Any form or flooding can cause serious problems… there are lots of ways your electrical installation can be damaged over time.
As we have mentioned above, the regulations governing how the electrics in your home will change from time to time as they get updated.
The EICR will then highlight where the current installation falls short of the new or current requirements and what is needed to get it up to the current standards.
As we have already eluded it is often necessary to have an electrical inspection to satisfy other requirements such as insurances or health and safety legislation in the workplace.
Clearly if you suspect that there might be any danger, a thorough inspection and report will provide peace of mind, and potentially ensure that there is no danger.
When Is an EICR Needed?
As we have established there is no legal requirement to have an EICR, however there are some recommended guidelines about how often you should have an electrical inspection.
BS7671 (17th Edition Wiring Regulations) recommend having an EICR at the following frequencies:
- Domestic properties: every 10 year, or whenever there is a change of occupancy, ie, when the tenants change or the property is sold. Landlords have a responsibility under the “Landlord and Tenants Act (1985)” to ensure that the electrical installation is safe, so this is often interpreted to mean conducted an electrical inspection every 5 years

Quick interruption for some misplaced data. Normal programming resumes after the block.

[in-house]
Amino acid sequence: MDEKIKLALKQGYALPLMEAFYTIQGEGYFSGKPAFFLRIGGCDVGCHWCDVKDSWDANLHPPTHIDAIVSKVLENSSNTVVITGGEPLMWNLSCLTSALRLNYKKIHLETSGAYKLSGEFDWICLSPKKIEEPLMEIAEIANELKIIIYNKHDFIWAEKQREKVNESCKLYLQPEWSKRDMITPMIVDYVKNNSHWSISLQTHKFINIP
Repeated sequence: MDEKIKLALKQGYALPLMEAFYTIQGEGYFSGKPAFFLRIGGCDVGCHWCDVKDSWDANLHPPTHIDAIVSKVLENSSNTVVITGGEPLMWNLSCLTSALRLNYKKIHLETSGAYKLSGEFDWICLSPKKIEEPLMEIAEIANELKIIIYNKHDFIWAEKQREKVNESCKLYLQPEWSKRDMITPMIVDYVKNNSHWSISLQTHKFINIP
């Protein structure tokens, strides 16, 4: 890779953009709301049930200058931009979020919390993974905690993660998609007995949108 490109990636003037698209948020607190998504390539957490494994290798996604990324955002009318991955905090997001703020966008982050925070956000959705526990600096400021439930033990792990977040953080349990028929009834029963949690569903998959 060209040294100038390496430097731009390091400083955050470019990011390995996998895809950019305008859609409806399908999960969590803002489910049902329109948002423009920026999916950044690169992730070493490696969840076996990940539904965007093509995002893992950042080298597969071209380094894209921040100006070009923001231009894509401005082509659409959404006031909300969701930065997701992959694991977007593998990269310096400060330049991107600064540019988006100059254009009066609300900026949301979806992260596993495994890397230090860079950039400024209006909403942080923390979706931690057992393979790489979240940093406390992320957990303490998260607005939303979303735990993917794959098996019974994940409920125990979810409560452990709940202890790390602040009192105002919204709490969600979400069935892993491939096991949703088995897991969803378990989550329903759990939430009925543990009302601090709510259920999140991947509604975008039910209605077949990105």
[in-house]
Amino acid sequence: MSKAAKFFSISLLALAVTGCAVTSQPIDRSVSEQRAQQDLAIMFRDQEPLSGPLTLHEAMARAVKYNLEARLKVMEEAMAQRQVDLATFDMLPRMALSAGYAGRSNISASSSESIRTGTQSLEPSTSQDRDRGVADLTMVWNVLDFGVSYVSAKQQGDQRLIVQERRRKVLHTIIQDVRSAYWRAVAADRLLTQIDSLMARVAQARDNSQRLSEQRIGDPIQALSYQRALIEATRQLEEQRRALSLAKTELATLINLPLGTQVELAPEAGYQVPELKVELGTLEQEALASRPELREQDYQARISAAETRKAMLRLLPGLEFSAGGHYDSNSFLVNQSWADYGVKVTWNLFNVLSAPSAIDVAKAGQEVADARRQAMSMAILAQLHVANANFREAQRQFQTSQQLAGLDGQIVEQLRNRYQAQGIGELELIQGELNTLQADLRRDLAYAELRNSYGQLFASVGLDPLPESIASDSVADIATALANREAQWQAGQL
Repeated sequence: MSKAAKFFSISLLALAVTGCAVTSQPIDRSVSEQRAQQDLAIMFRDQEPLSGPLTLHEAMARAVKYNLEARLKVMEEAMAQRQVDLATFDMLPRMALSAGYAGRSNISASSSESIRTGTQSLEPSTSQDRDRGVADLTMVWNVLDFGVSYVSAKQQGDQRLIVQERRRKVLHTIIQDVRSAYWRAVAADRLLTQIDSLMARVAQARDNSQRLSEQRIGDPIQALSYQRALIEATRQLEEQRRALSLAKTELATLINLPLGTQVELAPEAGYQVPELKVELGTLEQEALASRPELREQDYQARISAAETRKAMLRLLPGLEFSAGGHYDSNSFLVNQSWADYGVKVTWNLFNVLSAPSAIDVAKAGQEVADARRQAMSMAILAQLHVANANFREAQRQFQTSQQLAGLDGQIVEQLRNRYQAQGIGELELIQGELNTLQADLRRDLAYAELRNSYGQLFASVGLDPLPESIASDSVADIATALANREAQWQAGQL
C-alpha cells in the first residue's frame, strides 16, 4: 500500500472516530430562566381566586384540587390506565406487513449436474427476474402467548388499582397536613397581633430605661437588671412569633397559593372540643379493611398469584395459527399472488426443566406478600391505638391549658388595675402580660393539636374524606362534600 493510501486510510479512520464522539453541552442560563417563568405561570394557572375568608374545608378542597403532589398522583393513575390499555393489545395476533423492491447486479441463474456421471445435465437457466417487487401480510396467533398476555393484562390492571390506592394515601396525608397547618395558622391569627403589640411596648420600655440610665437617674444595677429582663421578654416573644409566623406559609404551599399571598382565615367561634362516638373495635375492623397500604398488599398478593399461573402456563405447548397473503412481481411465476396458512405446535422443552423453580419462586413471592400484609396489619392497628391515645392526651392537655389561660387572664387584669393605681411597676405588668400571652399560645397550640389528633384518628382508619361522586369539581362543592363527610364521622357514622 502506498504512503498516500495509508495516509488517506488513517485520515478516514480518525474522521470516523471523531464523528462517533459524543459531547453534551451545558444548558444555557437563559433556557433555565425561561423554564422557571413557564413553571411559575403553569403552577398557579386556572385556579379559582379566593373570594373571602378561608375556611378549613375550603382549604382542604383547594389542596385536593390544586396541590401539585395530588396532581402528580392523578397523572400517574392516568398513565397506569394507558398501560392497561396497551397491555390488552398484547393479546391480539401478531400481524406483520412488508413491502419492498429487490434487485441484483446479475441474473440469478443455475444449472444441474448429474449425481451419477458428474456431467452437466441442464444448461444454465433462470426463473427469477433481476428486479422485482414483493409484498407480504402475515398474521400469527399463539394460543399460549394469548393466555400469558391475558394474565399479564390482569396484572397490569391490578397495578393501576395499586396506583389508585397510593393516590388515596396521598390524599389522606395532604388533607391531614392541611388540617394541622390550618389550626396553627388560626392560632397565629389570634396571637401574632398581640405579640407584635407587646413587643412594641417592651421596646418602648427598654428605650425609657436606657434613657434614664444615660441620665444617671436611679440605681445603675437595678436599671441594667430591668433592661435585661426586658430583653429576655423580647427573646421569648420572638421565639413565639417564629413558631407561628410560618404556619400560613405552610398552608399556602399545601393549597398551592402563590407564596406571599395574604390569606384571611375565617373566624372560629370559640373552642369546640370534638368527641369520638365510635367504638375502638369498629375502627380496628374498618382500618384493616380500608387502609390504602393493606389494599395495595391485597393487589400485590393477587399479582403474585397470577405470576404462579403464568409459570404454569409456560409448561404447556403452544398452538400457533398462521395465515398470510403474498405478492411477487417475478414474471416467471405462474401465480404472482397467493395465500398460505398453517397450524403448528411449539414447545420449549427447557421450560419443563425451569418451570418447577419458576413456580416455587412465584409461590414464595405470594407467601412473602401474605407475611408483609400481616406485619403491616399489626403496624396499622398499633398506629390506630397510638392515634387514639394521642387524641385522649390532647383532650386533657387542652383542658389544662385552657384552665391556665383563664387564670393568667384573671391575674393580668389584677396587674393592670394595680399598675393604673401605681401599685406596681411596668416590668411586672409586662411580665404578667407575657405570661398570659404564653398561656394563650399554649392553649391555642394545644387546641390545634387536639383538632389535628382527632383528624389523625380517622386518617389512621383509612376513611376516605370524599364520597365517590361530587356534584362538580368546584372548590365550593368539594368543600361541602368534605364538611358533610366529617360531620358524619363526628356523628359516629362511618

- Caravans: Every 3 years
- Swimming Pools: Every year
- Commercial (including educational establishments): Every 5 years
- Industrial Premises: Every 3 years
At any time you believe that the electrical installation has been damaged or is faulty then an inspection should be conducted and a report published.
This might include if you suspect the wiring is old or faulty or after any flooding or a fire.
If you are not sure when your electrics were last tested you should have them inspected. Most electricians will put a sticker somewhere obvious, such as on the consumer unit, stating when the inspection was completed and or when the next one is due.
You will receive the report either in hard copy, but more and more these days electronically, so have a hunt for the report to see when the next is due.
If you have recently purchased the property check the paperwork you received from the solicitors, although as it is not a legal requirement there might not be a report there.
What Does an EICR Cost?
As you will see below there is a fair amount of work involved with an EICR if it is done properly. Some electricians will price the electrical report keenly to win the work and then make up the difference by charging a little more on the remedial work.
As it can sometimes be difficult to get another electrician complete the remedial work rectifying any faults, it can be difficult to split the work, so it is often sensible to expect the inspecting electrician to complete the remedial work.